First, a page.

With Any Luck, You’ll Skip ‘Logan Lucky’

Logan_LuckyYou know those movies you’re sure are fine but you just don’t care for them regardless? That’s this.

“Logan Lucky” is director Steven Soderbergh’s return to cinema following a four-year “retirement.” It follows three West Virginia siblings (Channing Tatum, Adam Driver and Riley Keough) who partner with a career criminal (Daniel Craig) in order to steal money from the Charlotte Motor Speedway.

This is one of those films that despite the many A-list names on the poster (including Seth MacFarlane, Katie Holmes, Hilary Swank, Katherine Waterston and Sebastian Stan), most of them are just glorified cameos (like “Hail, Caesar!”). So if you were coming to this hoping for an “Ocean’s 11”-type romp full of big name stars, temper your expectations, because all this really is Soderbergh and buddy Channing Tatum hanging out with their friends and making a movie that never really flows or gives us any reason to justify its existence.

To the film’s credit, it wastes almost no time before Tatum and Driver begin planning their heist of the racecar track, however not only do we not know much about their characters besides Tatum was recently fired and Driver lost his arm in the war, but we aren’t given any reason for why they would want to commit this crime. Yes, Tatum is now unemployed but they go out of their way to establish him as a man of simple needs (he doesn’t pay his cellphone bill because he only uses the phone to take pictures of his daughter). And as for Driver (whom I normally adore), he says he already went to jail once and his life of crime is over, but in the next scene seems content joining along.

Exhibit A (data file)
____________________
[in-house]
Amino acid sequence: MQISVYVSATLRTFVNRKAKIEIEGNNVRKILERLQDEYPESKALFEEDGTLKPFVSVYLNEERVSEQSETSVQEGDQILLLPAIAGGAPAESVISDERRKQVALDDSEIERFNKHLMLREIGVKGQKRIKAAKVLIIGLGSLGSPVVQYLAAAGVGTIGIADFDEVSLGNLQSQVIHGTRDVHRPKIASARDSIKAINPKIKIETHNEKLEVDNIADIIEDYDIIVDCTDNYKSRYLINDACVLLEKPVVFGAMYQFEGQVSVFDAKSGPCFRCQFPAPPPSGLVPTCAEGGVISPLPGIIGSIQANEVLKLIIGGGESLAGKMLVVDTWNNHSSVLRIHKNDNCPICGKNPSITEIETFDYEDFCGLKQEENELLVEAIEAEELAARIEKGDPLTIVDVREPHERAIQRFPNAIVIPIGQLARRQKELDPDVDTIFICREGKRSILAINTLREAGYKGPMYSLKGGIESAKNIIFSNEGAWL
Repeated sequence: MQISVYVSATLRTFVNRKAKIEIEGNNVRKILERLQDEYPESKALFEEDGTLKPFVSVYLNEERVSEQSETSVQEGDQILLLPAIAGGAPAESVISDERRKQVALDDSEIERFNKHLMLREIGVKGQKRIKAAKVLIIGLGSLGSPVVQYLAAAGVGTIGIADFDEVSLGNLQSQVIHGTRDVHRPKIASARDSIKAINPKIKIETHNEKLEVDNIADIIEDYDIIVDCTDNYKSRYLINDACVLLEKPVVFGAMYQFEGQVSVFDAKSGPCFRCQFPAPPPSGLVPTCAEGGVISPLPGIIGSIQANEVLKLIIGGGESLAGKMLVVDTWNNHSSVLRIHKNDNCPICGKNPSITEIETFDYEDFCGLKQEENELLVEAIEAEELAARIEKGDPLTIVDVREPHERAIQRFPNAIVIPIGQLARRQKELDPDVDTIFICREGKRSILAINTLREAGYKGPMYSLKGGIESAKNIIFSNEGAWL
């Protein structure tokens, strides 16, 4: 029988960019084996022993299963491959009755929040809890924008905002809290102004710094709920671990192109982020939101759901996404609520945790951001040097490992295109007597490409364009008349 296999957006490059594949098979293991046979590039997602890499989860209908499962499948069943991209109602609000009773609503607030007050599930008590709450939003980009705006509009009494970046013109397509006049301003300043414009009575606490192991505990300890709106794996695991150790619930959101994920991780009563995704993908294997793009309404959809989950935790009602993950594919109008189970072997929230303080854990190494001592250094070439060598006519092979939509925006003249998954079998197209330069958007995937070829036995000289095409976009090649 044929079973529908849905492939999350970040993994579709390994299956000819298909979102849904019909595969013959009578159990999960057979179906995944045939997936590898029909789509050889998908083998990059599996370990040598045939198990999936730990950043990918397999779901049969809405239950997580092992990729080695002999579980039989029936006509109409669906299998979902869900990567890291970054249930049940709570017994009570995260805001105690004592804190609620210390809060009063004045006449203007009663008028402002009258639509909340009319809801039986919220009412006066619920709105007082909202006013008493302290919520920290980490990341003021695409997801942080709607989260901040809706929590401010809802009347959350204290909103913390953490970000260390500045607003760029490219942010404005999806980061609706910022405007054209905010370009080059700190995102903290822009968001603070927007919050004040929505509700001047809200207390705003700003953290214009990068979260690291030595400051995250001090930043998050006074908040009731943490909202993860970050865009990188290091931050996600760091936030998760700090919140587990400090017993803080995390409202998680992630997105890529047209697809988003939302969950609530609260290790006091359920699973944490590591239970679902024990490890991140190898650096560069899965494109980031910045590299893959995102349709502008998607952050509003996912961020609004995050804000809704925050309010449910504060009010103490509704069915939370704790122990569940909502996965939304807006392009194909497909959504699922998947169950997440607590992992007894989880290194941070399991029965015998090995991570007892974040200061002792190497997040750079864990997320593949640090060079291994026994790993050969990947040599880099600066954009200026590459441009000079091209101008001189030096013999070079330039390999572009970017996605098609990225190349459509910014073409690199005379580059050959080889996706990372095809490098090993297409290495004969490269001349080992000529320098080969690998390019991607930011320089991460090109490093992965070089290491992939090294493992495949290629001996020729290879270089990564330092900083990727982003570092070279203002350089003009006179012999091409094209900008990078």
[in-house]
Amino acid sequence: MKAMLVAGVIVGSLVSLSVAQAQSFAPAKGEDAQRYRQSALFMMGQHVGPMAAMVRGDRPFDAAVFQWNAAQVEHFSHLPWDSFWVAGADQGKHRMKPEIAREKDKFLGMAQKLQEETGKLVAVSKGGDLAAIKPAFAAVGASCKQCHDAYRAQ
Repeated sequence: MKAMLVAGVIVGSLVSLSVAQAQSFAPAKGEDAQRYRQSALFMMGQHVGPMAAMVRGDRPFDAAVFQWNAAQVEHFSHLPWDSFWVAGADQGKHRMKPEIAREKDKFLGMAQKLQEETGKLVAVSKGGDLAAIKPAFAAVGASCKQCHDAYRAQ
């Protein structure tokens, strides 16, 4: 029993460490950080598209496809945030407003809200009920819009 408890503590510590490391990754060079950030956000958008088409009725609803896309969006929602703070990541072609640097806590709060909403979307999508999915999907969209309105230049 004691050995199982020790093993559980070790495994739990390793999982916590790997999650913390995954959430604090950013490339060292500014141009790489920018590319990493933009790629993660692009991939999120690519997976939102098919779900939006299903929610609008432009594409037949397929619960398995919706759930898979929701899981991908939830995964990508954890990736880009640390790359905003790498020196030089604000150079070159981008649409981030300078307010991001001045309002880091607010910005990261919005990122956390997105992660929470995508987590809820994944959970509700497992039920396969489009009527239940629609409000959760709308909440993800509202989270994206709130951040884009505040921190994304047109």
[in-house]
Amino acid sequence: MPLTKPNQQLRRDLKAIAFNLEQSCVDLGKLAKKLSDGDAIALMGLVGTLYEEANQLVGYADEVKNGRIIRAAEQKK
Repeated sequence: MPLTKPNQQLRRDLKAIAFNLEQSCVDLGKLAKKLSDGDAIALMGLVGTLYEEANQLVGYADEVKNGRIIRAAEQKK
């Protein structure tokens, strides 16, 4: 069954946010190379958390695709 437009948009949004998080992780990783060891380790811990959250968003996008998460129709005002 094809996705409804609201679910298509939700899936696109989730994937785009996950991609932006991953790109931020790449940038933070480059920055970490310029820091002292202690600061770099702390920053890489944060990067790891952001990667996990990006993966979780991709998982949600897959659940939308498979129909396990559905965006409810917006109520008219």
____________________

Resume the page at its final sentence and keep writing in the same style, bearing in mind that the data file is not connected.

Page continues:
Almost all the other names in billing are here for just a scene or two and more often than not their appearances are off-putting. Seth MacFarlane–in a very distracting wig and porn stache–is a millionaire founder of an energy drink (or something) and his three scenes seem like maybe they’d be funny if I wasn’t so distracted by the Stewie Griffin voice. Hillary Swank is the government agent who investigates the robbery and she shows up so late in the film my friend leaned over to me and said “I guess this is what two Oscars gets you.” And Katherine Waterston pops up as a traveling nurse for one scene and then isn’t seen again until randomly at the very end of the film.

And speaking of the end of the film (on top of it refusing to end and the final 20 minutes being criminally long), it feels the need to recap everything we had just watched the previous 90 minutes. It attempts to show the heist from a different perspective but it doesn’t really work since the endgame is the same for all parties involved and some things remain unanswered regardless.

There are a few moments of comedy and interesting heist tricks sprinkled in here, but they’re so far, few and in between that it is in no way worth buying a ticket to this film.

“Logan Lucky” was made by talented people who clearly had a good time filming it, but is just never really comes to fruition. I was bored for a large chunk of the runtime and the payoff is nowhere near sweet enough to justify the preceding hour and a half. There are better heist films, ensemble comedies and Steven Soderbergh joints out there, so while I’m sure this was a labor of love by the cast and crew, it is just labor for the rest of us.

Critics Rating: 4/10

Fingerprint Releasing/Bleeker Street

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